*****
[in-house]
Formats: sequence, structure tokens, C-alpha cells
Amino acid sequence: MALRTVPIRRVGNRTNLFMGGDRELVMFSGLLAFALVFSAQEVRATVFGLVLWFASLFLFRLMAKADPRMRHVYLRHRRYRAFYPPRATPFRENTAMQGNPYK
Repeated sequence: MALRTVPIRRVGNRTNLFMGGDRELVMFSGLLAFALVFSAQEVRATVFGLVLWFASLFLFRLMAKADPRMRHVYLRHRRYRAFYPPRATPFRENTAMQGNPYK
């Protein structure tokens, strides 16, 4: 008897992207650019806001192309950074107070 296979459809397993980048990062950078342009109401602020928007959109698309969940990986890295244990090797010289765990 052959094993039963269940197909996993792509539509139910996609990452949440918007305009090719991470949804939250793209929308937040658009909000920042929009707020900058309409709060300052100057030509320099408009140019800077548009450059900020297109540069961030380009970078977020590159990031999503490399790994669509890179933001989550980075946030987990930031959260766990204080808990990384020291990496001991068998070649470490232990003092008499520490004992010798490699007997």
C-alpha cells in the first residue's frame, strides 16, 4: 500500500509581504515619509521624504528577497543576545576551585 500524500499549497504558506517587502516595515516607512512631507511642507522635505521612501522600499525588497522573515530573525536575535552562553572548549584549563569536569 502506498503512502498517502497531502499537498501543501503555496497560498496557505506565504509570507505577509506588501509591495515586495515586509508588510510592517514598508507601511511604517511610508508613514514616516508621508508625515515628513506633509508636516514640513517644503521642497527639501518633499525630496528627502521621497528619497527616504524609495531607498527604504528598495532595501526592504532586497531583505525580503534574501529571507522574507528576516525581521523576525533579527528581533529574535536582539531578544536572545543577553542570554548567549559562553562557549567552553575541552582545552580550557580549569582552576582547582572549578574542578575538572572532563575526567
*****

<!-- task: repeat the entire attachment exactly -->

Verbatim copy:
[in-house]
Formats: sequence, structure tokens, C-alpha cells
Amino acid sequence: MALRTVPIRRVGNRTNLFMGGDRELVMFSGLLAFALVFSAQEVRATVFGLVLWFASLFLFRLMAKADPRMRHVYLRHRRYRAFYPPRATPFRENTAMQGNPYK
Repeated sequence: MALRTVPIRRVGNRTNLFMGGDRELVMFSGLLAFALVFSAQEVRATVFGLVLWFASLFLFRLMAKADPRMRHVYLRHRRYRAFYPPRATPFRENTAMQGNPYK
């Protein structure tokens, strides 16, 4: 008897992207650019806001192309950074107070 296979459809397993980048990062950078342009109401602020928007959109698309969940990986890295244990090797010289765990 052959094993039963269940197909996993792509539509139910996609990452949440918007305009090719991470949804939250793209929308937040658009909000920042929009707020900058309409709060300052100057030509320099408009140019800077548009450059900020297109540069961030380009970078977020590159990031999503490399790994669509890179933001989550980075946030987990930031959260766990204080808990990384020291990496001991068998070649470490232990003092008499520490004992010798490699007997």
C-alpha cells in the first residue's frame, strides 16, 4: 500500500509581504515619509521624504528577497543576545576551585 500524500499549497504558506517587502516595515516607512512631507511642507522635505521612501522600499525588497522573515530573525536575535552562553572548549584549563569536569 502506498503512502498517502497531502499537498501543501503555496497560498496557505506565504509570507505577509506588501509591495515586495515586509508588510510592517514598508507601511511604517511610508508613514514616516508621508508625515515628513506633509508636516514640513517644503521642497527639501518633499525630496528627502521621497528619497527616504524609495531607498527604504528598495532595501526592504532586497531583505525580503534574501529571507522574507528576516525581521523576525533579527528581533529574535536582539531578544536572545543577553542570554548567549559562553562557549567552553575541552582545552580550557580549569582552576582547582572549578574542578575538572572532563575526567